Price appreciation and low inventory dominated real estate news in 2016. Looking ahead, housing market experts foresee a moderating yet healthy real estate market in 2017. The two largest population groups—millennials and baby boomers—are anticipated to have the biggest impact on real estate, along with rising mortgage rates and increased access to credit.
Here are some of the top trends to watch this year.
Rising prices and rising net worth: While rising prices challenge first-time buyers, homeowners benefit from increased home equity and a higher net worth. According to CoreLogic, home values were up 7.1 percent year-over-year in November 2016, and home equity wealth accumulated by Americans has nearly doubled in the past five years as a result. Values have been rising for a few years and CoreLogic says the average homeowner gained $11,000 in home equity in the past year. A total of $1 trillion could be added this year if home prices continue to rise by the company’s projected 5.2 percent. Even if the gains come in lower—Moody’s predicts a 3.5 percent rise and Realtor.com, a 3.9 percent—the outcome is still positive for the year.
Higher mortgage rates: Mortgage rates jumped to just over 4 percent after the Presidential election in November. They are anticipated to stay between 4-5 percent in 2017, which is higher than recent rates but still comparatively low historically. Older borrowers may remember rates of 18 percent in the 1980s, so even 5 percent seems like a bargain to that. Homeowners who want to refinance and prospective buyers should consider locking in a loan as soon as possible since mortgage rates are not expected to drop this year.
Loosening of mortgage restrictions: According to the Mortgage Bankers Association’s Mortgage Credit Availability Index, mortgage approvals are easier to get, with the pendulum slowly swinging back from overly restrictive guidelines. In addition, low down payment loans are more readily available than in recent years. Jumbo loans also are easier to qualify for and have competitive interest rates with conforming loans. Higher mortgage rates mean lenders will get more competitive for purchase loans as their refinance business fades. Lenders also anticipate looser regulations from the new administration.
Inventory remains tight: The lack of homes for sale has been driving prices up for the past several years and frustrating buyers, and the issue shows no sign of easing this year. The National Association of Realtors says nationwide inventory was down 9.3 percent year-over-year in November and has continually fallen for the past 18 months. At the end of 2016, there was a four-month supply of homes for sale, far below the six months of supply that is considered a healthy market. In the Philadelphia metro area, for example, inventory was down 23 percent year-over-year in November, according to Long & Foster’s Market Conditions. Similarly, inventory was down in the Washington, D.C., area by 23 percent and in Richmond, Virginia, by 19 percent.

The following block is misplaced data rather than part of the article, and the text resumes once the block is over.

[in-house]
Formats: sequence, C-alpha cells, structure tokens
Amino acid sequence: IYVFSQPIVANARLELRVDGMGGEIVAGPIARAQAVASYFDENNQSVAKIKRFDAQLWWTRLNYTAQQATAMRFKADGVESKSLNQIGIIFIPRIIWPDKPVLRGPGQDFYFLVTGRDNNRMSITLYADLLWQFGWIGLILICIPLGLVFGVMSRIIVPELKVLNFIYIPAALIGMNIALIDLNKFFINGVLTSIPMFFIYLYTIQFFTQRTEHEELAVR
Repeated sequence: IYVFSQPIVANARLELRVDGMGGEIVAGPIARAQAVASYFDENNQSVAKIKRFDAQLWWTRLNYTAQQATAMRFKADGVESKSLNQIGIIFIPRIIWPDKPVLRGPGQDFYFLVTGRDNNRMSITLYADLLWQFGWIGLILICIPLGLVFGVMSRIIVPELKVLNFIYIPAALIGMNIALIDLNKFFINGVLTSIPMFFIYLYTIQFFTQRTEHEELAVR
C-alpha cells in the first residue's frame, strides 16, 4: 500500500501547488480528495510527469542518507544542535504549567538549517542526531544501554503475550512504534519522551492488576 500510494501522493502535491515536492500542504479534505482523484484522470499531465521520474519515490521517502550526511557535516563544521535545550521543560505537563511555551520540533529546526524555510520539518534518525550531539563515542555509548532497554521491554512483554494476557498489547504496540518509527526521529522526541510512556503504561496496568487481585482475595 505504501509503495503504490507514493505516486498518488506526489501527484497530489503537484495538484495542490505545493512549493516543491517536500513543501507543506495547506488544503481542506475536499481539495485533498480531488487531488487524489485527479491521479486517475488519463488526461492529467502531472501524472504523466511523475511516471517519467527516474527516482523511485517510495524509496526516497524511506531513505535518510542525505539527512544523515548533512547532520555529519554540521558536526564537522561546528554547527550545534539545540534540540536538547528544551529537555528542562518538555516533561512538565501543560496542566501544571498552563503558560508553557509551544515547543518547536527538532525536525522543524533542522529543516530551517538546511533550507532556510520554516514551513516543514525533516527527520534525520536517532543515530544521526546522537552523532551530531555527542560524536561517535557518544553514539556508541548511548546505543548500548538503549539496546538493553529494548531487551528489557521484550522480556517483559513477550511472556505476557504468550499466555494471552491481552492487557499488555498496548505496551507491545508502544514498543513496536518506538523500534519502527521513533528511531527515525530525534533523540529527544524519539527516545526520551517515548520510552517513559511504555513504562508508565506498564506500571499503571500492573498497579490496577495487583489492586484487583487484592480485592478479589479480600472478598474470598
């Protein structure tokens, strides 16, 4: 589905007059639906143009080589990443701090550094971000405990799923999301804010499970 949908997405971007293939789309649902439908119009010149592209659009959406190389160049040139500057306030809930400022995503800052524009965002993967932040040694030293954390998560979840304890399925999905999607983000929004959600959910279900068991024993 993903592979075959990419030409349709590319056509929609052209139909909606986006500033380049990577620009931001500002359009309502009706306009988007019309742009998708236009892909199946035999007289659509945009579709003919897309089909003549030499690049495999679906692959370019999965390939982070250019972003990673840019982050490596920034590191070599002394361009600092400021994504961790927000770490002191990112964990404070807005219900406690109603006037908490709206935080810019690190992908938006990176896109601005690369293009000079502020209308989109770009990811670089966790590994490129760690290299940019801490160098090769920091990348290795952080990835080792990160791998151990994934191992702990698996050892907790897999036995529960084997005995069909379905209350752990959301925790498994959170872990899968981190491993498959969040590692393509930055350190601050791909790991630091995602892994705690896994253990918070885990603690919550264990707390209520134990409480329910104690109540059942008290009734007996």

Repurposing of buildings for residential use: With urban areas and close-in suburbs lacking space for residential development, 2017 will bring more commercial properties being revamped into residential developments. Washington, D.C., has already seen a few office buildings converting into mixed-use developments with both office space and residential space. The Adele, a new residence in downtown D.C., is a great example of this type of transition. Churches in Baltimore and D.C. whose congregations have shrunk or moved to the suburbs are also being sold for redevelopment into unique condos.
Millennials in the market: The number of first-time buyers, most of whom are millennials, increased to 35 percent of all buyers, according to the National Association of Realtor’s 2016 Profile of Home Buyers and Sellers, up from 32 percent in 2015. While that doesn’t quite reach the norm of 40 percent of the market, housing experts anticipate that more millennials and first-time buyers will purchase homes this year. Not only is job security increasing for this demographic group, but also more millennials are beginning to form households, marry and have children, all of which trigger a home purchase.
Baby boomers on the move: The second-largest demographic group—the baby boomers are reaching retirement age in record numbers, with 10,000 turning 65 each day. As their home equity increases, more of these boomers are anticipated to move, sometimes to new markets. Among the popular destinations for retirees, North Carolina and South Carolina offers numerous communities that appeal to residents of the Mid-Atlantic and Northeast who are looking for warmer weather and, most importantly, tax advantages. North Carolina residents, for example, are exempt from paying state income taxes on federal and military retirement benefits thanks to a tax settlement known as the Bailey exclusion.
A return to the suburbs: Census data released in 2016 showed that more people moved to the suburbs than into cities in 2015, with urban counties growing by 0.8 percent to about 77 million people and suburban counties growing by nearly 1 percent to about 159 million residents. That trend is expected to continue in 2017, particularly as first-time buyers and downsizing baby boomers look for affordable homes. But the suburbs are changing, with the development of more mixed-use, walkable neighborhoods with urban-style amenities. The John Burns Consulting Group says 80 percent of new homes are being built in what they term “surban” areas, which offer the safety and good schools of suburbia along with the walkability and excitement of the city.
Overall, a strong market is expected in 2017, and professional Realtors at Long & Foster | Christie’s International are here to help you, whether you’re planning to buy your first home or retire to a new location. Contact us today at LongandFoster.com.